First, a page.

Paul Manafort Pleads Guilty to Two Charges, Agrees to Cooperate with Mueller Probe
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Paul Manafort speaks during a Bloomberg Politics interview on the sidelines of the Republican National Convention (RNC) in Cleveland on July 18, 2016.
Former Trump campaign chairman’s deal includes potentially acting as witness in special counsel investigation.
Former Trump campaign chairman Paul Manafort has cut a “cooperation agreement” with prosecutors and intends to plead guilty to charges related to his Ukrainian consulting work. The deal allows Manafort to avoid a second trial that had been scheduled to start next week in Washington.
Manafort was convicted last month of eight financial crimes in a separate trial in Virginia. Prosecutor Andrew Weissman said in court Friday (Sept. 14) that Manafort had struck a “cooperation agreement.” He did not elaborate on the agreement. Manafort told the judge he wants to plead guilty.
Manafort’s second trial would have been related to Ukrainian political consulting work, including failing to register as a foreign agent. Reacting to the news, the White House says Manafort’s decision to plead guilty and cooperate with special counsel Robert Mueller’s probe into Russian interference in the 2016 presidential election is “totally unrelated” to the president.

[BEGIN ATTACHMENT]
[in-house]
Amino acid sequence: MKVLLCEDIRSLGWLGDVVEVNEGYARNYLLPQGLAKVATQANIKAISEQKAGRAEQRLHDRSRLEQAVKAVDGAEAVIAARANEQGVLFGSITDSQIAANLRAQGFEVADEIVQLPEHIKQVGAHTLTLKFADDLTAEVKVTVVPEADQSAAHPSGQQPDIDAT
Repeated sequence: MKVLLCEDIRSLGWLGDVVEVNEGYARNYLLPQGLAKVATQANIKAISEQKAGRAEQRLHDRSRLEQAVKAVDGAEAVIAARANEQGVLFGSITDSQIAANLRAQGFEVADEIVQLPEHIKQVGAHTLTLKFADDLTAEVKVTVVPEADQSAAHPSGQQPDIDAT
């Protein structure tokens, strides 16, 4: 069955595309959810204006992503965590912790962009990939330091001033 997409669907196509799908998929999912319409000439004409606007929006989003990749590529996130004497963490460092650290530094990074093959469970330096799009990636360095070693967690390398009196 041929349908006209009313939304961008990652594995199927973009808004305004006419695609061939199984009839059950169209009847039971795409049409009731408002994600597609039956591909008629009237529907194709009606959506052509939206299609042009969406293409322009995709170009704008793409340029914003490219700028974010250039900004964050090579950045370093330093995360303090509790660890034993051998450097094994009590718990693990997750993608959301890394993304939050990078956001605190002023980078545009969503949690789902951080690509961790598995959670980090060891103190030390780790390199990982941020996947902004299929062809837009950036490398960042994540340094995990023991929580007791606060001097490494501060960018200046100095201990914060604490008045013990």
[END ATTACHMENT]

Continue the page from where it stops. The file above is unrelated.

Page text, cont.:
Press secretary Sarah Sanders says in a statement, “This had absolutely nothing to do with the President or his victorious 2016 Presidential campaign. It is totally unrelated.” Manafort says he intends to plead guilty to charges including conspiracy against the United States and conspiracy to obstruct justice relating to his work for a pro-Russia political party in Ukraine.
Manafort was instrumental to President Donald Trump’s securing the GOP nomination in 2016 and served on his campaign until August of that year.